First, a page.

20+ Education Books About Self-Directed Learning

I remain delighted to see growing interest in self-directed learning. A decade ago, if I would mention self-directed learning in a presentation, it evoked little to no reaction. Today I talk about it and people lean forward, curious and seeking how to nurture the traits of the self-directed learning in their students. They gather afterward to learn more or to share their own passion and experience with it.

I am convinced that there are three major factors contributing to this increased interest. First, the advancements in open learning and the connected world is opening people’s eyes to the many opportunities for informal learning and learning apart from formal teachers and classrooms. It is a critical element of everything from education reform to workforce development. Second, those in formal learning organizations are spending more time exploring the importance of topics like 21st century skills, non-congitive skills and mindsets in the longterm success of learners. It is hard to deny the importance of such skills, competencies and proficiencies in today’s world. Third, the growth of alternative education (everything from homeschooling to Montessori models and project-based learning schools) is giving people visible examples of what happens when you invest in the capacity for people to own their learning. We have exemplars that are producing solid results.

As such, more people are coming to me, asking how they can learn more about self-directed learning (Yes, I understand the surface-level irony in that, but self-directed learning was never about lone ranger learning). With that question in mind, here are 20+ resources to get you started. They include everything from classics to newer releases. They also represent diverse perspectives. The list below represents many perspectives. You don’t need to agree with everything they write to learn from them. If you are willing to bracket your biases and lean into your curiosity about what you can learn about self-directed learning (regardless of the source), this list will give you a solid foundation.

Self-Directed Learning by Malcolm Knowles – This is a classic and seminal work in the area of self-directed learning. While it is often read with the adult learner in mind, Knowles’ ideas are just as relevant today as they were when he first wrote this book, and his practical approach in this book is a great fit for teachers and others seeking how to get started with self-directed learning plans.

The Self-Directed Learning Handbook by Maurice Gibbons – As the title indicates, this is a handbook. It addresses the why and what of self-directed learning, but it is one of the best resources that I’ve seen when it come to the how of self-directed learning.

The Montessori Method Paperback by Maria Montessori – If you want a solid grounding in self-directed learning, you can’t miss out on learning from the master, Maria Montessori. This is a good starting point.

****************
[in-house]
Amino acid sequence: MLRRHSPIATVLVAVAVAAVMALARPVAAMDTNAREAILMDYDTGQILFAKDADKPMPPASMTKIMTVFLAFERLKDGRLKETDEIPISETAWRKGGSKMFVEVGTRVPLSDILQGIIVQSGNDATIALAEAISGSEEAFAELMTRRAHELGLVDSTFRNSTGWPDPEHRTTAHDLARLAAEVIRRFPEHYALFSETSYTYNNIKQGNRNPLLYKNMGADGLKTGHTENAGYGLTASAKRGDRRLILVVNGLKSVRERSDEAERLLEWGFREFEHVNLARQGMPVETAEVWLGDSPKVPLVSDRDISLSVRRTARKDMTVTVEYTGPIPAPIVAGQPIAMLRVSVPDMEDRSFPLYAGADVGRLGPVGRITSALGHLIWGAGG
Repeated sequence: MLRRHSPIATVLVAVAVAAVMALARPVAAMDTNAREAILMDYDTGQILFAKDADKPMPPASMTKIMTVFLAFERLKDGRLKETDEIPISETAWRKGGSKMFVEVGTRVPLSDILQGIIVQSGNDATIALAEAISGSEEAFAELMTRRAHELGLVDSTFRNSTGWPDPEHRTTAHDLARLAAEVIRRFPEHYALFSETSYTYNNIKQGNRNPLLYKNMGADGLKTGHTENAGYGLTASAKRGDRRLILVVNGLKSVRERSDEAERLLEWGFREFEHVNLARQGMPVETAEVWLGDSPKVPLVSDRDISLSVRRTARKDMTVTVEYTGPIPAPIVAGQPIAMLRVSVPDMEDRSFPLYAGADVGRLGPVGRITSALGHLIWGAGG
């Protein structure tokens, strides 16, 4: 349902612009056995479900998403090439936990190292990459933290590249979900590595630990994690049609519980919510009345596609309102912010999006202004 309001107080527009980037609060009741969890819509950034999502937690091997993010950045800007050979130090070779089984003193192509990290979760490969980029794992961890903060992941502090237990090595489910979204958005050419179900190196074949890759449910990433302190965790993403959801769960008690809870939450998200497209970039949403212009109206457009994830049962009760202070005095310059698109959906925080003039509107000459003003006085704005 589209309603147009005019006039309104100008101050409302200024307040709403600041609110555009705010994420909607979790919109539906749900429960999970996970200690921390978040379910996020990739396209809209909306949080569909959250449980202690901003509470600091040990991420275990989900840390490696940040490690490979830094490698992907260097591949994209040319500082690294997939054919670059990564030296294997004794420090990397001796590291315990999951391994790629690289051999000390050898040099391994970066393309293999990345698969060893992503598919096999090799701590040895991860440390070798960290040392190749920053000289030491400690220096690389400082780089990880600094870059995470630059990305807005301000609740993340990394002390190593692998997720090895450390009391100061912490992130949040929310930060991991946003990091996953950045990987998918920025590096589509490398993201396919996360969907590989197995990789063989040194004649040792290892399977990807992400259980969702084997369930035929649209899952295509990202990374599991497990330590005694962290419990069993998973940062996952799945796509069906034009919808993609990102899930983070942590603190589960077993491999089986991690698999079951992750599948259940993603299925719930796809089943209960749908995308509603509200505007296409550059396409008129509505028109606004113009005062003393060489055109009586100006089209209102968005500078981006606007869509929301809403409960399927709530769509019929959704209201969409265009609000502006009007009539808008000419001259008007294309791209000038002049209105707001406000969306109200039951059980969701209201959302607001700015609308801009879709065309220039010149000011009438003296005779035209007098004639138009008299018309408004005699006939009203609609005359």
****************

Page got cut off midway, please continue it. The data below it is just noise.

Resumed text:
Montessori Today: A Comprehensive Approach to Education from Birth to Adulthood by Paula Polk Lillard –  While I always suggest going directly to the source (Montessori), Lillard gives a wonderful overfiew of her ideas, drawing from multiple writings. If you want to understand how the Montessori method works not just with the younger children, but up to adulthood, this is a great resource.

Fire Up the Learner Within by Atul Pant – This is written to help the reader grow as a self-directed learner, and that is a great part to start if you want a grounding in SDL. It has to start with your growth and experience as such a learner.

Assessment Strategies for Self-Directed Learning  by Arthur Cost and Bena Kallick – For many, this is neither an exciting or inspiring read. Yet, it does provide those in formal learning organizations with answers for how to go about the task of assessment as you consider nurturing self-directed learners.

Self-Determined Learning: Heutagogy in Action edited by Stwewart Hase and Chris Kenyon

Experiences in Self-Determined Learning edited by Blachke, Kenyon and Hase – Of course I have to include this in the list. I wrote one of the chapters. Apart from that though, this is about more than self-directed learning. It is a text grounded in the ideas of huetagogy and self-determined learning. It is also a collection of chapters that show it in practice across different populations.

Self-Directed Learning: A Practical Guide to Design, Development and Implementation by George Piskurich – Some might consider this an outdated resource. It is over twenty years old and it focuses on how to design self-directed learning modules and training. Yet, I find that some of the ways of thinking and models are still helpful as facilitators think about design considerations for a self-directed learning classroom, school, or community.

Secrets of a Buccaneer-Scholar: How Self-Education and the Pursuit of Passion Can Lead to a Lifetime of Success by James Bach – This book will give you a compelling vision for the why of self-directed learning. Written by a unquestionable self-directed learning, it is both autobiographical and instructional, giving inspiration and tips for how to get started in your journal as a “buccaneer scholar.”